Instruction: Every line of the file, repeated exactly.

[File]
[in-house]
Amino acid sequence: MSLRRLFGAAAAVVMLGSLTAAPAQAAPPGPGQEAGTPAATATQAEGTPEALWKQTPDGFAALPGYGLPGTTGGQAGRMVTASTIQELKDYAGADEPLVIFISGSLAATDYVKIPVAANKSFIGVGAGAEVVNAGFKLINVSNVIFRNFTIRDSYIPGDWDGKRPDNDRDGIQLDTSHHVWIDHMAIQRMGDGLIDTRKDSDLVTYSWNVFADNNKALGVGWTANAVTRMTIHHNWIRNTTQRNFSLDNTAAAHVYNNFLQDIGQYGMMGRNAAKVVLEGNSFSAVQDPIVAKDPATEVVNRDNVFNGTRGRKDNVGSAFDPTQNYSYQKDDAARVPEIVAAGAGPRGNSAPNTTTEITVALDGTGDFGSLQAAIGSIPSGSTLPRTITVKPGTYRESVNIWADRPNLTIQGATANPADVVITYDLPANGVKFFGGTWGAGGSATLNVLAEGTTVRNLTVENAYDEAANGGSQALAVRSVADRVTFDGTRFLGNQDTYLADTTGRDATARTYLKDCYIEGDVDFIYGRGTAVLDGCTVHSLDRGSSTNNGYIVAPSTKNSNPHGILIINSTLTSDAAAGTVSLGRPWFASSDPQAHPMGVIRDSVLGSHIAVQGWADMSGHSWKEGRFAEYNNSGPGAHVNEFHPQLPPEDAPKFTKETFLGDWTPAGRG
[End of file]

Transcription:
[in-house]
Amino acid sequence: MSLRRLFGAAAAVVMLGSLTAAPAQAAPPGPGQEAGTPAATATQAEGTPEALWKQTPDGFAALPGYGLPGTTGGQAGRMVTASTIQELKDYAGADEPLVIFISGSLAATDYVKIPVAANKSFIGVGAGAEVVNAGFKLINVSNVIFRNFTIRDSYIPGDWDGKRPDNDRDGIQLDTSHHVWIDHMAIQRMGDGLIDTRKDSDLVTYSWNVFADNNKALGVGWTANAVTRMTIHHNWIRNTTQRNFSLDNTAAAHVYNNFLQDIGQYGMMGRNAAKVVLEGNSFSAVQDPIVAKDPATEVVNRDNVFNGTRGRKDNVGSAFDPTQNYSYQKDDAARVPEIVAAGAGPRGNSAPNTTTEITVALDGTGDFGSLQAAIGSIPSGSTLPRTITVKPGTYRESVNIWADRPNLTIQGATANPADVVITYDLPANGVKFFGGTWGAGGSATLNVLAEGTTVRNLTVENAYDEAANGGSQALAVRSVADRVTFDGTRFLGNQDTYLADTTGRDATARTYLKDCYIEGDVDFIYGRGTAVLDGCTVHSLDRGSSTNNGYIVAPSTKNSNPHGILIINSTLTSDAAAGTVSLGRPWFASSDPQAHPMGVIRDSVLGSHIAVQGWADMSGHSWKEGRFAEYNNSGPGAHVNEFHPQLPPEDAPKFTKETFLGDWTPAGRG